March 2017 Meeting

Our scheduled speaker for this months meeting, Tracy Sidwell from Bale Grow was unable to attend.

After much ado the club was delighted to listen to our club member Valda Street who gave a wonderful talk on the historic Lovers Walk in Warburton. This walk is at the entry to Warburton at the back of the old Tea Rooms just after the first bridge into Warburton on your left.

Valda discovered this walk nearly 30 years ago while taking 4 local children for walks along the river. They then began to unearth hidden stone walls and seats and started to clear the area. Today this area comes under the management of the River Frontage Committee of which Valda is a member. A few years ago Landscape Architect Andrew Laidlow was commissioned to draw up plans for restoration of the walk but due to the huge expense involved these plans were shelved. With Valda’s perseverance she has convinced the committee to start the restoration and just last week work was begun on the stone walls and seats.

Thank you to Valda for a wonderful talk on part of the history of Warburton.

President Kevin Hince gave a short talk and slide show on Straw Bale Gardening. The type of straw used is important! To begin, position your bale in line with the ties still in place to keep it firm, wet and fertilise thoroughly for a couple of months inserting stakes with wire if a trellis is required. Put a good quality planting mix into holes and sow seeds of your choice! This will break down after a while and will be a good mulch for your garden.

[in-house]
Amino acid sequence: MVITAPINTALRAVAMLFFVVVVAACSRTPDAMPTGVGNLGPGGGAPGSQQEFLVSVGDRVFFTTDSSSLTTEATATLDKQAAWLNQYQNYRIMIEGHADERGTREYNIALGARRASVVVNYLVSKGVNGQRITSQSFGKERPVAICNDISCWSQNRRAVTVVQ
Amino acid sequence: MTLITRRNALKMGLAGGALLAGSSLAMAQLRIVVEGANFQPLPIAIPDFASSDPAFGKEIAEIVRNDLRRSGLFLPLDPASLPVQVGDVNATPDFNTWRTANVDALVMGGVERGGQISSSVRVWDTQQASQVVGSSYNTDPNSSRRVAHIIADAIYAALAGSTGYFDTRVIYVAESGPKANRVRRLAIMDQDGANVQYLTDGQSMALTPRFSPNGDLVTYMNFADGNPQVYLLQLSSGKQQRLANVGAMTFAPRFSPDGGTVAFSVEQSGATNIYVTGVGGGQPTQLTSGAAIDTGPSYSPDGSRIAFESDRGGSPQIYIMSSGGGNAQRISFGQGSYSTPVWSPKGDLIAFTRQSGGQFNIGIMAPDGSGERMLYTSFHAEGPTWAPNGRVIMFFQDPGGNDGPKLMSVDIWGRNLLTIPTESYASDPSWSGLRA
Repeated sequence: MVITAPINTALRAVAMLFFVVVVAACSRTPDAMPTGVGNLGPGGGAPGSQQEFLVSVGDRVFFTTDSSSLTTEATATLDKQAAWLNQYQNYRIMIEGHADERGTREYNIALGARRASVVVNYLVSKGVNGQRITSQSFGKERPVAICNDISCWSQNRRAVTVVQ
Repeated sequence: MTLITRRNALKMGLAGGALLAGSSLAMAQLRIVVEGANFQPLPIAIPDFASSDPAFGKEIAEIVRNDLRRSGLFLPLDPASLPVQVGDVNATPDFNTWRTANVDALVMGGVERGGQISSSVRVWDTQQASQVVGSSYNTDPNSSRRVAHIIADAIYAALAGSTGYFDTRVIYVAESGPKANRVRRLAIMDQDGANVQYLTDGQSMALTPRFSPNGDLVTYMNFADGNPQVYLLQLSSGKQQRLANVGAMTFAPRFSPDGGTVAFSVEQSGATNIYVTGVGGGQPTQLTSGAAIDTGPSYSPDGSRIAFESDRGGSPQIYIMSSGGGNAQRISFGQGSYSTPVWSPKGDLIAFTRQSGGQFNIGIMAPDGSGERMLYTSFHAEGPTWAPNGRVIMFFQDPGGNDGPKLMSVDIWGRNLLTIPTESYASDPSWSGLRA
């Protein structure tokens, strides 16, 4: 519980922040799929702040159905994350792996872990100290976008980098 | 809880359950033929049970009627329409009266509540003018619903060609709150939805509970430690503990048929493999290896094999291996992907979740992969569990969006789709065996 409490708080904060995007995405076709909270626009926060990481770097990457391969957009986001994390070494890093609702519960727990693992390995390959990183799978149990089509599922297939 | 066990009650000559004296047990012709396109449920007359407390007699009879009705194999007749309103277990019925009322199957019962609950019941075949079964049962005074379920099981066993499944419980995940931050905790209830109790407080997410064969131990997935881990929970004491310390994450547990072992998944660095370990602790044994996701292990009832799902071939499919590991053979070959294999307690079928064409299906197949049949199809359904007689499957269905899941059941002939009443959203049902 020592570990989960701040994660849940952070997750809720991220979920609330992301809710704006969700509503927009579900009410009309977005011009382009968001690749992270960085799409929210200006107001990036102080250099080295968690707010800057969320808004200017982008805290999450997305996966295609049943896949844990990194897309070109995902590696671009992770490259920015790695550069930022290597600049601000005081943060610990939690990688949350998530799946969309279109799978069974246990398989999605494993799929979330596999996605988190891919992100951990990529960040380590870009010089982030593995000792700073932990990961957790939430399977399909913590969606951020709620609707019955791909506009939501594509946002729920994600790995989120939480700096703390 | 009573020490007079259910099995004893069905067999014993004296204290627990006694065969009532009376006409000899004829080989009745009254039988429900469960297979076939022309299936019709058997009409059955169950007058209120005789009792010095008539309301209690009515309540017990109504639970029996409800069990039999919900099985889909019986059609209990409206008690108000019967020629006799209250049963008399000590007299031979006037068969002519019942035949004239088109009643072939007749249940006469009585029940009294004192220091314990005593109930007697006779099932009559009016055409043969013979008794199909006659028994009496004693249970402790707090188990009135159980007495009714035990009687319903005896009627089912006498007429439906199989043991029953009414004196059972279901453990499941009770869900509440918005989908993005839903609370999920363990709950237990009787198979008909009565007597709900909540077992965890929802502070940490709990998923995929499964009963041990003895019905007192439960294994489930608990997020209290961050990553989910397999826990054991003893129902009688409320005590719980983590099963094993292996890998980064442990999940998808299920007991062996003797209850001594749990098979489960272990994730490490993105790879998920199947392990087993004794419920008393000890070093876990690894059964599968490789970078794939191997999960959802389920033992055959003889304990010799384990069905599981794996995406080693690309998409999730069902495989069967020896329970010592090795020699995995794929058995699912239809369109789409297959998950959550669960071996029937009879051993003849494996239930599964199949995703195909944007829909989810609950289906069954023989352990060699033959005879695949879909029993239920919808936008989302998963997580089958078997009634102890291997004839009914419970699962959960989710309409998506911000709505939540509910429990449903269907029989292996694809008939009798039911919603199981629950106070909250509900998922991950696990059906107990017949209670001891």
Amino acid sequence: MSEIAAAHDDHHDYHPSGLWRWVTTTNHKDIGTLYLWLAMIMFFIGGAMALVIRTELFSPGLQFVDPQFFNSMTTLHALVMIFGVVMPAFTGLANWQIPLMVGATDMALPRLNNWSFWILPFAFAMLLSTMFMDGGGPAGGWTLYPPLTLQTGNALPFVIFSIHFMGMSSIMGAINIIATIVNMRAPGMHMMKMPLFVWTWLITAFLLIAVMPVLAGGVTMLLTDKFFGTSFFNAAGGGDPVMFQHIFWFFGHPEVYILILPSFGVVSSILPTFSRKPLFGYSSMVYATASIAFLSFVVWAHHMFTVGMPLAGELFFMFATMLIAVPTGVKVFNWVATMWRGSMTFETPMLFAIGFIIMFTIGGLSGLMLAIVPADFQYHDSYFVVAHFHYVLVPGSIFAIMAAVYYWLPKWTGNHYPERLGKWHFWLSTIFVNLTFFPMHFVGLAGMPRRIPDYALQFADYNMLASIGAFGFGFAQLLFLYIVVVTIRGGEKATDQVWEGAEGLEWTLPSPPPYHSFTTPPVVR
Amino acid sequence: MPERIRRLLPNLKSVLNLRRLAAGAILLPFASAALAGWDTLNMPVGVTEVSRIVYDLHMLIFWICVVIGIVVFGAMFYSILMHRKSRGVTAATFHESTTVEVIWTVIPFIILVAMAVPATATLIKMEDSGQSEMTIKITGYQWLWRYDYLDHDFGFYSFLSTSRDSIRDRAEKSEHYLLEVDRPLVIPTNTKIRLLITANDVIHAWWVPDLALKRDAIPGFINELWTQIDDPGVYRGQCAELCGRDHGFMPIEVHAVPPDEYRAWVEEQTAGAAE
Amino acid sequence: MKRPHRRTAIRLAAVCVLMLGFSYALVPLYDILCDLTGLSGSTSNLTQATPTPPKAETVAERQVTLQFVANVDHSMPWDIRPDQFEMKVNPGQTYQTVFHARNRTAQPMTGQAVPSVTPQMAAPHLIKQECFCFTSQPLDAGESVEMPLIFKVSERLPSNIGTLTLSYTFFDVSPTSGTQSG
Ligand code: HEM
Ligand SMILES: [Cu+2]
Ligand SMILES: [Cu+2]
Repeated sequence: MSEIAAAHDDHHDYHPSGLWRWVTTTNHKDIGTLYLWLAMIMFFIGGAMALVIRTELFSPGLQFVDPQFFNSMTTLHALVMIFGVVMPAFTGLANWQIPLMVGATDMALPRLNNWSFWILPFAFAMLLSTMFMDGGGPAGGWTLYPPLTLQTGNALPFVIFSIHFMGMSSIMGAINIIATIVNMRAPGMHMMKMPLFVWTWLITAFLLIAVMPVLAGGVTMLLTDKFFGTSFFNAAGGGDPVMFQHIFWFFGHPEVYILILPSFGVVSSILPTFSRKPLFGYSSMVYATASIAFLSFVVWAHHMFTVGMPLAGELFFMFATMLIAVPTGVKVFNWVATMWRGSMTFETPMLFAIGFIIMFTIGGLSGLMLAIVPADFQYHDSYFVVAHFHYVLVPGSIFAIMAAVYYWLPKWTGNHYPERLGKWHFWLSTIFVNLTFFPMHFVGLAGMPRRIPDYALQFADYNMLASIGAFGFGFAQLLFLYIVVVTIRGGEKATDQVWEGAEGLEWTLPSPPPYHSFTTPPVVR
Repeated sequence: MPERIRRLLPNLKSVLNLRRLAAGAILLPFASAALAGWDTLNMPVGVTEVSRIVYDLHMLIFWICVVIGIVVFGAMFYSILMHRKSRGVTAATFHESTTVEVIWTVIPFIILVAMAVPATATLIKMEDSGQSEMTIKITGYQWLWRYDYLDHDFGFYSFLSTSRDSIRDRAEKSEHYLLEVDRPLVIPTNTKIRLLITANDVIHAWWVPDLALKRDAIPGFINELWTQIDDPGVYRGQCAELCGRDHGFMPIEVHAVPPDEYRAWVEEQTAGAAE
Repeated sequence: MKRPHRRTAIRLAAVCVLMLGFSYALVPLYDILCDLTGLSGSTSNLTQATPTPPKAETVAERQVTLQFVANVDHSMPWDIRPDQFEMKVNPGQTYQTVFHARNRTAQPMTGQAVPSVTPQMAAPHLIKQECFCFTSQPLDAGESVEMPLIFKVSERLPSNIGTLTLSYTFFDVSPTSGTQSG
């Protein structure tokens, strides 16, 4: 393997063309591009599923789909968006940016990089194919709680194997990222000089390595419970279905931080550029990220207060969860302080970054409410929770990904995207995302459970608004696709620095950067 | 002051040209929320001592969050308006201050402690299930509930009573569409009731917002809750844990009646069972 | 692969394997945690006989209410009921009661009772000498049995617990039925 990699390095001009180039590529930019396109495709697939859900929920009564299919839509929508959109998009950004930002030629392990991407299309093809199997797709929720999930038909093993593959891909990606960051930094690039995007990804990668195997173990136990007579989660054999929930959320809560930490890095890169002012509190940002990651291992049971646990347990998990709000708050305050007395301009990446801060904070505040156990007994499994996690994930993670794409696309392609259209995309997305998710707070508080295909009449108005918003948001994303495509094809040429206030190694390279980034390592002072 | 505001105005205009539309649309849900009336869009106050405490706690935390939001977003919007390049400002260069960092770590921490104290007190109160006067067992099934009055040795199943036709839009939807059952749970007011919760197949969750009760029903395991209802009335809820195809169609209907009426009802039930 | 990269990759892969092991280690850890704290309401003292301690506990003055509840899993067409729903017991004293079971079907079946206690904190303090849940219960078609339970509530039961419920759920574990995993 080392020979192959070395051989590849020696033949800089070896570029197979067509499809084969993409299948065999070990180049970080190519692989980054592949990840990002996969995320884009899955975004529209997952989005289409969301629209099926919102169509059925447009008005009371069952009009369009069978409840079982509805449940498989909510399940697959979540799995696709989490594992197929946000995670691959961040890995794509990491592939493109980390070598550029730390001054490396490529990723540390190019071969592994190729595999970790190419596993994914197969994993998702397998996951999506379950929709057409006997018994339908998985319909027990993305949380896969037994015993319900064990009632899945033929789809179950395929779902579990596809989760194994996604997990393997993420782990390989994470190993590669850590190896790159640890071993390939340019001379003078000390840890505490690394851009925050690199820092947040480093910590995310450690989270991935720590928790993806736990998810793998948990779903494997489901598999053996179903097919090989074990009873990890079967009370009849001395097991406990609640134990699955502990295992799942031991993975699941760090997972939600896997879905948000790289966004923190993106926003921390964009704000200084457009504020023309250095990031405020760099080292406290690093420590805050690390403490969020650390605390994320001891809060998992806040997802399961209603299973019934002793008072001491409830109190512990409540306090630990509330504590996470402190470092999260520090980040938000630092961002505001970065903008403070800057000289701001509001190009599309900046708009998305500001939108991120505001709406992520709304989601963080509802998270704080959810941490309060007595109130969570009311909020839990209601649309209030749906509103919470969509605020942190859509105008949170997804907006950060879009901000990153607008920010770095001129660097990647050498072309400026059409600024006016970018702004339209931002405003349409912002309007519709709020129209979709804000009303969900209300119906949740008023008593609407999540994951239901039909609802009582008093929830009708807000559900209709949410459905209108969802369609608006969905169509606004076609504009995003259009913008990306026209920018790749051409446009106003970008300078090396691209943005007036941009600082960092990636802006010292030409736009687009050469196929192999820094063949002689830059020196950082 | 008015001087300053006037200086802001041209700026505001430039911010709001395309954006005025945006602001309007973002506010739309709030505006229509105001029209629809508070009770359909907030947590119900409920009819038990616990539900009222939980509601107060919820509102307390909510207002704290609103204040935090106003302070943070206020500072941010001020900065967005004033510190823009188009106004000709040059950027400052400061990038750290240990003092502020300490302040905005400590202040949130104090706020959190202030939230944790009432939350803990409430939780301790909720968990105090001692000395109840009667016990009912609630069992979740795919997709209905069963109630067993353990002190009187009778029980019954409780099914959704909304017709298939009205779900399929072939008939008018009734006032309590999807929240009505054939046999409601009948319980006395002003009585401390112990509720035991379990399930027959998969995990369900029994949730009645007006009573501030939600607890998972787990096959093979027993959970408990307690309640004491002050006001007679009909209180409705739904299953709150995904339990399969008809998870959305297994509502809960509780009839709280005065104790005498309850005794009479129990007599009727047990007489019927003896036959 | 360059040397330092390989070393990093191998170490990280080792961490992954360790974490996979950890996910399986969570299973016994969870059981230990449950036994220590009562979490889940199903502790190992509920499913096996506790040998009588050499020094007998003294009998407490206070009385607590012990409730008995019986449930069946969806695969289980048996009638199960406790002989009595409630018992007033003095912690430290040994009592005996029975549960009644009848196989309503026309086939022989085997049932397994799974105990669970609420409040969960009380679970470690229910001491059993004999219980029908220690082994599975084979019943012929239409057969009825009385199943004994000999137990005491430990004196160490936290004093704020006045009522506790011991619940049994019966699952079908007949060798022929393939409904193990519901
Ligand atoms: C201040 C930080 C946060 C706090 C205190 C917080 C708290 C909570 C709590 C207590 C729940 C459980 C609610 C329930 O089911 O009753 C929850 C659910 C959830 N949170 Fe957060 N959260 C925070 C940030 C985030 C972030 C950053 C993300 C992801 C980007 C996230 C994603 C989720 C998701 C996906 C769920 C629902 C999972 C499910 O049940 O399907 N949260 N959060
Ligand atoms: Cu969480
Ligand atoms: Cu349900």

Here’s a link on How to Build a Straw Bale Garden by Modern Farmer.

February 2017 Speaker – Shirley Lahtinen

The speaker for the February 2016 meeting was Garden Club Member Shirley Lahtinen. She and husband Kari toured Japan in the autumn last year and she gave a very entertaining account of their trip, with some wonderful photography by Kari of the gardens they visited. She discussed four different Japanese garden styles: paradise gardens (temple based); dry landscapes (typified by raked gravel and rocks); stroll gardens with winding paths to slow the visitor down; and modern gardens. The elements considered in the development of all four garden styles were plants (especially native larches and cedars, camellias, maples, cherry trees, cycads, grasses and mosses), rocks, water (whether present or absent) and context (borrowed landscapes, temples, castles, houses). The artistry and attention to detail in some of the gardens was amazing, even down to the pruning of individual needles on conifers! In addition she showed some beautiful photographs of native landscapes with the trees in full autumn splendor, and discussed the Japanese specialties of bonsai and chrysanthemum culture.